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Batch System Slurm

When logging in to ZIH systems, you are placed on a login node. There, you can manage your data life cycle, setup experiments, and edit and prepare jobs. The login nodes are not suited for computational work! From the login nodes, you can interact with the batch system, e.g., submit and monitor your jobs.

Batch System

The batch system is the central organ of every HPC system users interact with its compute resources. The batch system finds an adequate compute system (partition) for your compute jobs. It organizes the queueing and messaging, if all resources are in use. If resources are available for your job, the batch system allocates and connects to these resources, transfers runtime environment, and starts the job.

Batch Job

At HPC systems, computational work and resource requirements are encapsulated into so-called jobs. In order to allow the batch system an efficient job placement it needs these specifications:

  • requirements: number of nodes and cores, memory per core, additional resources (GPU)
  • maximum run-time
  • HPC project for accounting
  • who gets an email on which occasion

Moreover, the runtime environment as well as the executable and certain command-line arguments have to be specified to run the computational work.

ZIH uses the batch system Slurm for resource management and job scheduling. Just specify the resources you need in terms of cores, memory, and time and your Slurm will place your job on the system.

This page provides a brief overview on

If you are are already familiar with Slurm, you might be more interested in our collection of job examples. There is also a ton of external resources regarding Slurm. We recommend these links for detailed information:

Job Submission

There are three basic Slurm commands for job submission and execution:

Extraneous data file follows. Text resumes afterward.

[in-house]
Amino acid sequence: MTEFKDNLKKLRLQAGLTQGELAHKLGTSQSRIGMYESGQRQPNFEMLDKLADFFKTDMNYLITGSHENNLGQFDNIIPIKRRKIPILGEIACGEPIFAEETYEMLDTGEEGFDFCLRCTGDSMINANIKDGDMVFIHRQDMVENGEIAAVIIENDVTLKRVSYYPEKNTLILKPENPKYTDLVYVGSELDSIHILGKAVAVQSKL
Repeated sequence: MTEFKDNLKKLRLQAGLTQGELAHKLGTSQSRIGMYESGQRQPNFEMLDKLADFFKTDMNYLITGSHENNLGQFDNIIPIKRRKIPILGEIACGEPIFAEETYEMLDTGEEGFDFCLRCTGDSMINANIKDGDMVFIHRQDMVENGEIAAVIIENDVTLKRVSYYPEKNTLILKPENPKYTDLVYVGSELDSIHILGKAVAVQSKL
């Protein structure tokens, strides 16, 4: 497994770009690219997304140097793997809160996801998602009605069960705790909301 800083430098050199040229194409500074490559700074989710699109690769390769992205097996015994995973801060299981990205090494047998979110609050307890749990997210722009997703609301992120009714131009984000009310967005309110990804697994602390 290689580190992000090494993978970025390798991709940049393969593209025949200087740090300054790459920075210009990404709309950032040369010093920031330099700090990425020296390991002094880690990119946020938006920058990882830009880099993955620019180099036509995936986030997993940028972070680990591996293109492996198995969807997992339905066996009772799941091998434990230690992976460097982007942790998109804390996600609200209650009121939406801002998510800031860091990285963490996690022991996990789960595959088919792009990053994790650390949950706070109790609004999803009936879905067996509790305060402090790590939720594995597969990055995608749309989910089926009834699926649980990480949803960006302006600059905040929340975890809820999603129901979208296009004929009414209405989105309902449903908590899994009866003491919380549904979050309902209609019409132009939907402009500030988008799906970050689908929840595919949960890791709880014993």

1. srun: Submit a job for execution or initiate job steps in real time.
  2. sbatch: Submit a batch script to Slurm for later execution.
  3. salloc: Obtain a Slurm job allocation (a set of nodes), execute a command, and then release the allocation when the command is finished.

Using srun directly on the shell will be blocking and launch an interactive job. Apart from short test runs, it is recommended to submit your jobs to Slurm for later execution by using batch jobs. For that, you can conveniently put the parameters directly in a job file, which you can submit using sbatch [options] <job file>.

At runtime, the environment variable SLURM_JOB_ID is set to the id of your job. The job id is unique. The id allows you to manage and control your jobs.


The following table contains the most important options for srun/sbatch/salloc to specify resource requirements and control communication.

Options Table
Slurm Option Description
-n, --ntasks=<N> Number of (MPI) tasks (default: 1)
-N, --nodes=<N> Number of nodes; there will be --ntasks-per-node processes started on each node
--ntasks-per-node=<N> Number of tasks per allocated node to start (default: 1)
-c, --cpus-per-task=<N> Number of CPUs per task; needed for multithreaded (e.g. OpenMP) jobs; typically N should be equal to OMP_NUM_THREADS
-p, --partition=<name> Type of nodes where you want to execute your job (refer to partitions)
--mem-per-cpu=<size> Memory need per allocated CPU in MB
-t, --time=<HH:MM:SS> Maximum runtime of the job
--mail-user=<your email> Get updates about the status of the jobs
--mail-type=ALL For what type of events you want to get a mail; valid options: ALL, BEGIN, END, FAIL, REQUEUE
-J, --job-name=<name> Name of the job shown in the queue and in mails (cut after 24 chars)
--no-requeue Disable requeueing of the job in case of node failure (default: enabled)
--exclusive Exclusive usage of compute nodes; you will be charged for all CPUs/cores on the node